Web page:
About 200 homes slated for 13-acre property should city give the go ahead
Kiya Morphy feels a proposed subdivision on Hespeler’s Forbes estate property will erode the village’s “small town feel.”
In an open house attended by 90 residents and officials at the Guelph Avenue North home Wednesday night, owners Polocorp unveiled a planned development for the 13-acre property that includes 187 to 207 new residential units, including a 12-storey building facing the Speed River, with 100 to 138 apartments.
A zoning bylaw amendment and draft plan subdivision application was submitted to the city in October and will be brought to the city’s planning committee for a public meeting in early 2019.
“I guess I’m not into the high density,” said the Hespeler resident, adding she enjoys knowing the people she sees in the downtown daily.
“I’ve found since the other apartment buildings went up the amount of people around is just a lot. Of course, it’s good for foot traffic and what have you, but as far as traffic is concerned and safety, a whole bunch of different problems come with more people.
“I’ve been in Hespeler for 27 years; I don’t live in Toronto for a reason. I feel we’re turning into a mini-Toronto.”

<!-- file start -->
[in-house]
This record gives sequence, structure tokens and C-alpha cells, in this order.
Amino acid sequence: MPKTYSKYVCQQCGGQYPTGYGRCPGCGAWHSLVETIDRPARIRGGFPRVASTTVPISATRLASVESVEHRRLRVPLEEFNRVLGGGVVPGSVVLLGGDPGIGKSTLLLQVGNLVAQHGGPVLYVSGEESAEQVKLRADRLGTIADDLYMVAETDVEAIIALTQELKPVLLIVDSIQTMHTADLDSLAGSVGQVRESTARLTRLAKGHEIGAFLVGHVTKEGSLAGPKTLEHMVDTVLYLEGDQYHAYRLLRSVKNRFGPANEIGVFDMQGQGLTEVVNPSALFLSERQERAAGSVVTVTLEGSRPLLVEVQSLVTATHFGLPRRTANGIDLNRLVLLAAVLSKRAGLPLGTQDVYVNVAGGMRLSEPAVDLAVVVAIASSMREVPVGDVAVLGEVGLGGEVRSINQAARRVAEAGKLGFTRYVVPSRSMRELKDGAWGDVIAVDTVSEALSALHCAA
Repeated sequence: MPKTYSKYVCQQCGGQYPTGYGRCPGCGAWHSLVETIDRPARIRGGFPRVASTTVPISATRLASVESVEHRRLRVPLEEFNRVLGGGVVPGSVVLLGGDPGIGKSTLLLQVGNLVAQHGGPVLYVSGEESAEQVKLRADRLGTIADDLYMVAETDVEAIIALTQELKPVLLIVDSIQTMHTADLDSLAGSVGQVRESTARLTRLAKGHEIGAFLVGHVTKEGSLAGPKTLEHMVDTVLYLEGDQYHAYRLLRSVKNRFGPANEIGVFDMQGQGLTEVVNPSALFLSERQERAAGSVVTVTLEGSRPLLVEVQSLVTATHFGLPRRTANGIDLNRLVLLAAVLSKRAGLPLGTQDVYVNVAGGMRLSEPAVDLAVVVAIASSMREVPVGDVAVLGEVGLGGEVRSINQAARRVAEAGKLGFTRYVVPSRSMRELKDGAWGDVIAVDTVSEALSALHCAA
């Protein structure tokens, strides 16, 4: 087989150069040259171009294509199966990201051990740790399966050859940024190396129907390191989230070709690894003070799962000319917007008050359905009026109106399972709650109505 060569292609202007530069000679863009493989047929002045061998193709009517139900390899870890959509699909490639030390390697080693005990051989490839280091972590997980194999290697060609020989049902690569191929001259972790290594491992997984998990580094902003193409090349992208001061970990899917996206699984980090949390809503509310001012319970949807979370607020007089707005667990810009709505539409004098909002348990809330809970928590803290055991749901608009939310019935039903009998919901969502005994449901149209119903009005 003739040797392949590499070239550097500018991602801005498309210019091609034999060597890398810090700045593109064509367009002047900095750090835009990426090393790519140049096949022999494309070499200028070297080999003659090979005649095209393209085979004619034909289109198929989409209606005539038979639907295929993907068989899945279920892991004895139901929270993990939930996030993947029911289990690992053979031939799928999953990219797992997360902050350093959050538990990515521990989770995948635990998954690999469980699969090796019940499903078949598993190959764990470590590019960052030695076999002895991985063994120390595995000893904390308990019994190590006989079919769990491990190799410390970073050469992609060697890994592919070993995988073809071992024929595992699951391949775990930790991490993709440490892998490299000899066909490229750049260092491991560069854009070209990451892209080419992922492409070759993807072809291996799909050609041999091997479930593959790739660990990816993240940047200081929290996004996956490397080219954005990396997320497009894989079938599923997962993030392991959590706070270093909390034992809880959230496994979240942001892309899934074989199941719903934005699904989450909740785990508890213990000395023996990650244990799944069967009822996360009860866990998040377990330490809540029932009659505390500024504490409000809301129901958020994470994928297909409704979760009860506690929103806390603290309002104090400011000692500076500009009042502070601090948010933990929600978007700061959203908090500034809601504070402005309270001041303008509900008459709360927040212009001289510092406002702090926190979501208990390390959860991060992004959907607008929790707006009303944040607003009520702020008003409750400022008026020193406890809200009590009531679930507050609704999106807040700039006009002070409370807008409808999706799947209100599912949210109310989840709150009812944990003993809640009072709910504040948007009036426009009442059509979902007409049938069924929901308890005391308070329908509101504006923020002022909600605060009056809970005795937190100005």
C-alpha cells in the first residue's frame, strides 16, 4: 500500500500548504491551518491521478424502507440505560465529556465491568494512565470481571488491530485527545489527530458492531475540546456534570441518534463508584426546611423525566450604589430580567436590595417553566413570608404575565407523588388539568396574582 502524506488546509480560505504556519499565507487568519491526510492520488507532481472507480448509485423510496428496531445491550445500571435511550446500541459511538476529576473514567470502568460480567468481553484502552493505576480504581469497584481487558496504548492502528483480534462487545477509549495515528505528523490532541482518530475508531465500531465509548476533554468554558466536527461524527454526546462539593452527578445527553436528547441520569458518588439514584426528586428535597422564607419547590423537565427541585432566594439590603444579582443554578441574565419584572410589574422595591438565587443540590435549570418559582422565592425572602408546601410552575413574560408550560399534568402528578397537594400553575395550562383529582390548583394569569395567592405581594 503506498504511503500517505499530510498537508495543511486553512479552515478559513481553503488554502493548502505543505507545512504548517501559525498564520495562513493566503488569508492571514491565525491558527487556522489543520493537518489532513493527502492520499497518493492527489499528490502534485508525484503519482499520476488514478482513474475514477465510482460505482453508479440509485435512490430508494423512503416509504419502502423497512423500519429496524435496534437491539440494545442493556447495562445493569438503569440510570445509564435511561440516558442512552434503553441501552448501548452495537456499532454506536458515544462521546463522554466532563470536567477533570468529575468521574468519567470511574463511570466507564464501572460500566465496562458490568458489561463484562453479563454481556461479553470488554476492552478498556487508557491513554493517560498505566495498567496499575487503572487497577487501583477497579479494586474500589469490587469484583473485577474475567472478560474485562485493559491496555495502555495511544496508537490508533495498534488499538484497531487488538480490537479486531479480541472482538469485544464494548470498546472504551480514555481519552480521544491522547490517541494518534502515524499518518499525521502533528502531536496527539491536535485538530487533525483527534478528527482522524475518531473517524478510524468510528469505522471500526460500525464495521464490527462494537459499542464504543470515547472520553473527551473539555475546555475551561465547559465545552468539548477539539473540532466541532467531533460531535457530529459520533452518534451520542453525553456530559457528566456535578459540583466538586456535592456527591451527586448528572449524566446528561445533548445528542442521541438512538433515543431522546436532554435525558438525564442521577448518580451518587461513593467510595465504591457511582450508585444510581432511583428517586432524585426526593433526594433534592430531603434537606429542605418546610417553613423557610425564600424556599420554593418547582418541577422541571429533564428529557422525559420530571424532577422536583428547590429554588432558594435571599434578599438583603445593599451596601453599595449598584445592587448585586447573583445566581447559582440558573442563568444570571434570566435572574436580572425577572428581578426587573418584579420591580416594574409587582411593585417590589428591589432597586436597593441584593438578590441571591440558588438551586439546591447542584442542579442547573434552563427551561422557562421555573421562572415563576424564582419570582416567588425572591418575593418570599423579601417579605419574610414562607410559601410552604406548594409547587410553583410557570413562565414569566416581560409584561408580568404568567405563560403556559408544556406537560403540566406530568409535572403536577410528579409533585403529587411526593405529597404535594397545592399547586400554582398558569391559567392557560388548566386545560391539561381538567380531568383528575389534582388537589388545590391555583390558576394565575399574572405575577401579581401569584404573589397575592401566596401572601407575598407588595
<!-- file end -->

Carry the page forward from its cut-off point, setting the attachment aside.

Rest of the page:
To avoid that scenario, Morphy is in favour of keeping the history of the property intact, including fencing off the grounds from the Forbes home and adding trails and park land, as well as revitalizing George Forbes Wood Duck Sanctuary.
“Right now, it’s 13 acres of beautiful, old, mature trees. I walked all 13 acres (Wednesday) night and it’s a gorgeous property and the majority is going to come down. They’re going to keep like 20 trees in total,” she said of the estate and property, which has been a fixture in Hespeler since 1912.
In fact, the proposal laid out by Polocorp stated the trees surrounding the Forbes house will be protected, as well as 40 per cent open space on the entire property.
Within that seven to nine single-family detached homes on 40-foot wide lots will be built on Guelph Avenue, as well as 42 to 53 single-family detached homes on 30- to 40-foot wide lots and 16 townhomes on 25- to 30-foot lots will be built on the property. The apartment building is slated for the back of the property, closest to the river.
There will be links to the city’s trail system and there will be an application to designate the Forbes house under part four of the Ontario Heritage Act. Under that section, the property owner must apply to the municipality to make any changes to the identified heritage elements of the home.
Joseph Puopolo, chief marketing officer for Polocorp, said in a media release the development company was looking to “preserve and restore” the estate and held the open house “out of respect to our neighbours.”
“We encouraged them to offer us their observations and questions, before city hall starts the formal public review of our application next year. We’re proud of our company history of preserving historic properties and hope our neighbours see we care as much as they do about the future of the Forbes estate,” Puopolo stated.
Polocorp, based in Kitchener, restored the J.M. Schneider homestead on Queen Street in Kitchener and won the city’s 2004 Mike Wagner heritage award for the project.